Where to celebrate Oktoberfest in Petaluma, and what will be served
The name can be deceiving, but Oktoberfest traditionally starts at the end of September and runs through the first weekend in October. While some six million imbibers visit Munich each year for the big event, Petaluma has its own offerings for beer lovers ready to sample a variety of seasonal craft beer and German imports. These local venues will invite you to raise your glass at the mark of “O’zapft is!” (It’s tapped).
Originally a non-alcoholic fete to celebrate the Bavarian royal wedding of Crown Prince Ludwig to Princess Teresa, Oktoberfest now signals an autumn beer renaissance worldwide. In Munich, only six breweries — Paulaner, Spaten, Hacker-Pschorr, Augustiner, Hofbrau and Lowenbrau — are commissioned to produce the official beverage for the three-week event.
Though Oktoberfestbier is a protected appellation reserved for those beers produced in Munich, import “Oktoberfest” beers are typically in the style of helles (pronounced “hell-us”) or wiesn. These malt-forward lagers show off a good froth and finish with a soft, herbal hop note, always encouraging another drink. American craft brewers tend toward a fall-flavored marzen in celebration of the season. Marzen is typically an amber lager with bready and toasty malt flavors, often balanced with floral and herbal Euro hops.
Using only barley, hops and water according to Bavarian purity laws from 1516 (Reinheitsgebot), German brewers produce complex varieties that are largely unmatched. Try marzen, helles and weissbier where you can find them, or sample the more potent helles bock, or darker dunkles bock or rauchbier (smoked-malt Marzen) in celebration of fall’s impending cool weather. American craft breweries are not as restricted in ingredients — autumn flavors yield seasonal and spicy browns, porters and smoky beers. The short Oktoberfest celebration season is a chance to try something new to you, but watch that you don’t become a Bierleichen or “beer corpse” — the Bavarian term for those who pass out after one too many.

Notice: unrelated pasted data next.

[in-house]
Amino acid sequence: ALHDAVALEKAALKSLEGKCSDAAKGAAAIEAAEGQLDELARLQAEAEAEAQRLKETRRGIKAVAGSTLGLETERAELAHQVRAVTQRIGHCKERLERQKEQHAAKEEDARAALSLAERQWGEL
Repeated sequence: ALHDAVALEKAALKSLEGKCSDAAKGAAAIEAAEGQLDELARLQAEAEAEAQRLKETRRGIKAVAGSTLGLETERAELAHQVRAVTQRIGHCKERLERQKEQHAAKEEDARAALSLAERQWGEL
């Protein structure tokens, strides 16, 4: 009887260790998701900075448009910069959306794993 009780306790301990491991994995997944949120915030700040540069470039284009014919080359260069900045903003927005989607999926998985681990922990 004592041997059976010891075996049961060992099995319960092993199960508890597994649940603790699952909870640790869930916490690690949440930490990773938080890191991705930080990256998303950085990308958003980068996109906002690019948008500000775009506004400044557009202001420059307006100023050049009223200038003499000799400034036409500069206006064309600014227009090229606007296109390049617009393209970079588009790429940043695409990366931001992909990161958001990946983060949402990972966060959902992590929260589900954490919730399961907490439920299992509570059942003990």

Taps (54 E. Washington St.) pulls out all the stops when it comes to the main feature of Oktoberfest, which is the beer. They kick theirs off this week, on Sept. 20, with four authentic kegged German imports, including Paulaner Oktoberfest Marzen, Weinhenstephaner FestBier, Hofbrau Oktoberfest and Ayinger Oktoberfest Marzen, as well as an Oktoberfest collaboration from Sierra Nevada/Weihenstephan. The special Bavarian food menu will be similar to last years, which included soft pretzels served with an incredible beer cheese sauce, schnitzel and spaetzle and likely some sort of braised pork dish. Although the beer and food menu start this week, guests can enjoy both over the next couple week. I highly recommend going with friends so you can try one of everything on both the beer and food menu.
Brewsters Beer Garden (229 Water St. N.) is the closest thing Petaluma has to a Bavarian beer garden, and will celebrate its second annual Oktoberfest on Saturday, Sept. 22, with Big Lou’s Polka Casserole performing free of charge from 1 to 5 p.m. The food menu hasn’t been revealed yet, but will feature traditional German fare. Early Saturday, Brewsters will tap into traditional hefeweizen and Oktoberfest beers from Sudwerk Brewing Company (Davis). Sudwerk is famous for its award-winning West Coast lagers, and this marzen is no exception with traditional German hops and a robust, sweet malt profile. The hefeweizen, an unfiltered wheat, hints at spicy clove flavors accented by distinctive fruit flavors. Brewster’s will have beer pros on hand to discuss the beers and answer any questions.